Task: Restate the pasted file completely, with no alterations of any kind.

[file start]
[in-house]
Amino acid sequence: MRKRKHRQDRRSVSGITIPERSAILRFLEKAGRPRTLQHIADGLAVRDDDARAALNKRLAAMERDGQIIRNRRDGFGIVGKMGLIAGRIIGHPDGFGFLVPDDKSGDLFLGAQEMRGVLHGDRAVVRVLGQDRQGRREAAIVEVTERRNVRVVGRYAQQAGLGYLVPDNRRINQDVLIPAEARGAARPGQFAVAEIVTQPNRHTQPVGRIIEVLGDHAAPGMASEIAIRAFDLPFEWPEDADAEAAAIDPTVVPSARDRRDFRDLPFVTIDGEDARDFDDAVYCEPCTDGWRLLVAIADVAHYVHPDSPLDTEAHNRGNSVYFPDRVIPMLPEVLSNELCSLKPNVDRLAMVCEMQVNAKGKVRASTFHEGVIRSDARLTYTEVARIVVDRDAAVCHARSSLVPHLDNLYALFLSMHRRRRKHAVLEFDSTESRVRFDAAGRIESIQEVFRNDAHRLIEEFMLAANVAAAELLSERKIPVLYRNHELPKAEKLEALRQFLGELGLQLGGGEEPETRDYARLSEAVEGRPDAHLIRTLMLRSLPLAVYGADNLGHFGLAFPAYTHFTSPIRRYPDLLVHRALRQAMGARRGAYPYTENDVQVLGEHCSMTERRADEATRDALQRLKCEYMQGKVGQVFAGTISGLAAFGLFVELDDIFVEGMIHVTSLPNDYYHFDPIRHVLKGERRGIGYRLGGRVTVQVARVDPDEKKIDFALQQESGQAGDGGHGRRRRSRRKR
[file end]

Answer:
[in-house]
Amino acid sequence: MRKRKHRQDRRSVSGITIPERSAILRFLEKAGRPRTLQHIADGLAVRDDDARAALNKRLAAMERDGQIIRNRRDGFGIVGKMGLIAGRIIGHPDGFGFLVPDDKSGDLFLGAQEMRGVLHGDRAVVRVLGQDRQGRREAAIVEVTERRNVRVVGRYAQQAGLGYLVPDNRRINQDVLIPAEARGAARPGQFAVAEIVTQPNRHTQPVGRIIEVLGDHAAPGMASEIAIRAFDLPFEWPEDADAEAAAIDPTVVPSARDRRDFRDLPFVTIDGEDARDFDDAVYCEPCTDGWRLLVAIADVAHYVHPDSPLDTEAHNRGNSVYFPDRVIPMLPEVLSNELCSLKPNVDRLAMVCEMQVNAKGKVRASTFHEGVIRSDARLTYTEVARIVVDRDAAVCHARSSLVPHLDNLYALFLSMHRRRRKHAVLEFDSTESRVRFDAAGRIESIQEVFRNDAHRLIEEFMLAANVAAAELLSERKIPVLYRNHELPKAEKLEALRQFLGELGLQLGGGEEPETRDYARLSEAVEGRPDAHLIRTLMLRSLPLAVYGADNLGHFGLAFPAYTHFTSPIRRYPDLLVHRALRQAMGARRGAYPYTENDVQVLGEHCSMTERRADEATRDALQRLKCEYMQGKVGQVFAGTISGLAAFGLFVELDDIFVEGMIHVTSLPNDYYHFDPIRHVLKGERRGIGYRLGGRVTVQVARVDPDEKKIDFALQQESGQAGDGGHGRRRRSRRKR